TheChewanater
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### Re: Coding: Hacks and Snippets

lulzfish wrote:Somewhere, I have a shell script called "crack". It is extremely useful, but only for a few seconds in some cases, and it would be more useful if Dolphin implemented it.

Have you ever downloaded one of those zips that has like a billions nested folders?
You get "sauce.zip".
You unzip it.
You go into the directory "sauce".
You go into the directory "src".
You go into the directory "2010-02-21".
You go into the directory "source".
HEY! There's the file I wanted! Fucking 4 levels in!

crack.sh is a simple script that 'cracks' open directories like coconuts, to acquire the delicious innards faster. It automatically moves everything out of a directory, then deletes the empty directory. Unfortunately, I don't know anything about permissions, and it's only useful every once in a while, so I've not developed it. But it seems like the kind of "duh" thing that should obviously be standard in all file managers. Like "Up" and like not having those stupid bread-crumbs. I should just write my own file manager.

I really could have used that a few hours ago. Hey, mind posting it?

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lulzfish
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### Re: Coding: Hacks and Snippets

Code: Select all

#!/bin/bash# I'll get back to this later. It's a tool for cracking directories open.if [ -d "$1" ]; then mv$1/* $1/.. rmdir$1else        echo "Argument should be a directory"fi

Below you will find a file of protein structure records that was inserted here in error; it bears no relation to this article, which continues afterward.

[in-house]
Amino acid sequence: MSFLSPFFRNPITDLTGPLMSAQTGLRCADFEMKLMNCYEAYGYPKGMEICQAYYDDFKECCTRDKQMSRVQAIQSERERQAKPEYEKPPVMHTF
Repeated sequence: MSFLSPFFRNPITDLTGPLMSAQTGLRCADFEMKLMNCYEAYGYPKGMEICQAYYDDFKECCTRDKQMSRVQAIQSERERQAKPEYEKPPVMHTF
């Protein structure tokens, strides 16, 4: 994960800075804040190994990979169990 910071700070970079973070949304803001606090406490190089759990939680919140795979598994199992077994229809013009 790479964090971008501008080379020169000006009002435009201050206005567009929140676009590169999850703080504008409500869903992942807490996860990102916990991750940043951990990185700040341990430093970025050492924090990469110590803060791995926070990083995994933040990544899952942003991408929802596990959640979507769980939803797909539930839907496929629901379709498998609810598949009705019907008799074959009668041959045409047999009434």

It probably doesn't preserve permissions or anything. It's just an automated "mv * ; rmdir". Obviously.

TheChewanater
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### Re: Coding: Hacks and Snippets

lulzfish wrote:

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#!/bin/bash# I'll get back to this later. It's a tool for cracking directories open.if [ -d "$1" ]; then mv$1/* $1/.. rmdir$1else        echo "Argument should be a directory"fi

It probably doesn't preserve permissions or anything. It's just an automated "mv * ; rmdir". Obviously.

*facepalm* Wow, I didn't think it would be that simple.

Well, that's added to my collection of miscellaneous utility scripts.

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Ended
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### Re: Coding: Hacks and Snippets

Snippet time! I wanted an easy way to embed documentation in my bash script (in a similar way to how Doxygen works, although obviously much simpler):

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#!/bin/bashfunction print_documentation{  ##!         Here's some documentation!  identifier=$1 # There's one space and one tab between all the square brackets below searchstring="^[ ]*$identifier"  grep "$searchstring"$0 | sed "s/^[    ]*$identifier[ ]*//"}#£ Here's some different documentation... #£ ##!print_documentation$1

Usage:

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$./tmp.sh '##!'Here's some documentation!$ ./tmp.sh '#£'Here's some different documentation... #£ ##!
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Dr. Willpower
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### Re: Coding: Hacks and Snippets

This is not much of an accomplishment, but I've been trying to figure out how to sqrt() without google for over a month.

The algorithm I wrote:

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double sqrt(double toberooted, double guess){        double y = toberooted / guess;                if (y == guess){                return guess;        }        guess = (guess + y) / 2;        return sqrt(toberooted, guess);}

Hat me, bro

Yakk
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### Re: Coding: Hacks and Snippets

Code: Select all